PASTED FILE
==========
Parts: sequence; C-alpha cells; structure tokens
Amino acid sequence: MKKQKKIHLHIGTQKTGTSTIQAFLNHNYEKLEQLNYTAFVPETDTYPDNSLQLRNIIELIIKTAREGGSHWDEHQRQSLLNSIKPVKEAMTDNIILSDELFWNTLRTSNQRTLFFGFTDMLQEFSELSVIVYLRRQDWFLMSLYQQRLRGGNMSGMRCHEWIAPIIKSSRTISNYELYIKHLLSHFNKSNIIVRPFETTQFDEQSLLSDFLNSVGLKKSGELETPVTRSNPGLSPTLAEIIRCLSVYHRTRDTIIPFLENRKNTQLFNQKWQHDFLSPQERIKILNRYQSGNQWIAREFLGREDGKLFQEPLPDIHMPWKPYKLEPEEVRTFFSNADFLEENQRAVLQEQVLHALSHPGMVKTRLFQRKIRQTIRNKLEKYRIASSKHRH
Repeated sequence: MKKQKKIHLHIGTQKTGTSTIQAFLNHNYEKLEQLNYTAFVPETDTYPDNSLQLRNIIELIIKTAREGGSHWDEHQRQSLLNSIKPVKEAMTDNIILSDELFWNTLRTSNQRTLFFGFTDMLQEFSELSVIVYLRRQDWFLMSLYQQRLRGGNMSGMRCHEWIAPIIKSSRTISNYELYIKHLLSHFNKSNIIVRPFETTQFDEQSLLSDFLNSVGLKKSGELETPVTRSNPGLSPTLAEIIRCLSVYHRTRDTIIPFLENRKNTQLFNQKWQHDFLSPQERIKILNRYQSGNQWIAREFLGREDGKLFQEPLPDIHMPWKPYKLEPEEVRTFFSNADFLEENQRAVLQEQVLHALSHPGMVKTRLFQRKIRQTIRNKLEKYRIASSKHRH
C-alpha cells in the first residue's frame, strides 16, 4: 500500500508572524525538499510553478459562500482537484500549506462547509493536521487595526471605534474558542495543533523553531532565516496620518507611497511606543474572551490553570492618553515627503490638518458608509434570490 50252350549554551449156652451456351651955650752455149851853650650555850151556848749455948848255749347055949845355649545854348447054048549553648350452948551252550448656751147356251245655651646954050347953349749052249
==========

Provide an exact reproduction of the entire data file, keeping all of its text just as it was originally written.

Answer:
Parts: sequence; C-alpha cells; structure tokens
Amino acid sequence: MKKQKKIHLHIGTQKTGTSTIQAFLNHNYEKLEQLNYTAFVPETDTYPDNSLQLRNIIELIIKTAREGGSHWDEHQRQSLLNSIKPVKEAMTDNIILSDELFWNTLRTSNQRTLFFGFTDMLQEFSELSVIVYLRRQDWFLMSLYQQRLRGGNMSGMRCHEWIAPIIKSSRTISNYELYIKHLLSHFNKSNIIVRPFETTQFDEQSLLSDFLNSVGLKKSGELETPVTRSNPGLSPTLAEIIRCLSVYHRTRDTIIPFLENRKNTQLFNQKWQHDFLSPQERIKILNRYQSGNQWIAREFLGREDGKLFQEPLPDIHMPWKPYKLEPEEVRTFFSNADFLEENQRAVLQEQVLHALSHPGMVKTRLFQRKIRQTIRNKLEKYRIASSKHRH
Repeated sequence: MKKQKKIHLHIGTQKTGTSTIQAFLNHNYEKLEQLNYTAFVPETDTYPDNSLQLRNIIELIIKTAREGGSHWDEHQRQSLLNSIKPVKEAMTDNIILSDELFWNTLRTSNQRTLFFGFTDMLQEFSELSVIVYLRRQDWFLMSLYQQRLRGGNMSGMRCHEWIAPIIKSSRTISNYELYIKHLLSHFNKSNIIVRPFETTQFDEQSLLSDFLNSVGLKKSGELETPVTRSNPGLSPTLAEIIRCLSVYHRTRDTIIPFLENRKNTQLFNQKWQHDFLSPQERIKILNRYQSGNQWIAREFLGREDGKLFQEPLPDIHMPWKPYKLEPEEVRTFFSNADFLEENQRAVLQEQVLHALSHPGMVKTRLFQRKIRQTIRNKLEKYRIASSKHRH
C-alpha cells in the first residue's frame, strides 16, 4: 500500500508572524525538499510553478459562500482537484500549506462547509493536521487595526471605534474558542495543533523553531532565516496620518507611497511606543474572551490553570492618553515627503490638518458608509434570490 50252350549554551449156652451456351651955650752455149851853650650555850151556848749455948848255749347055949845355649545854348447054048549553648350452948551252550448656751147356251245655651646954050347953349749052249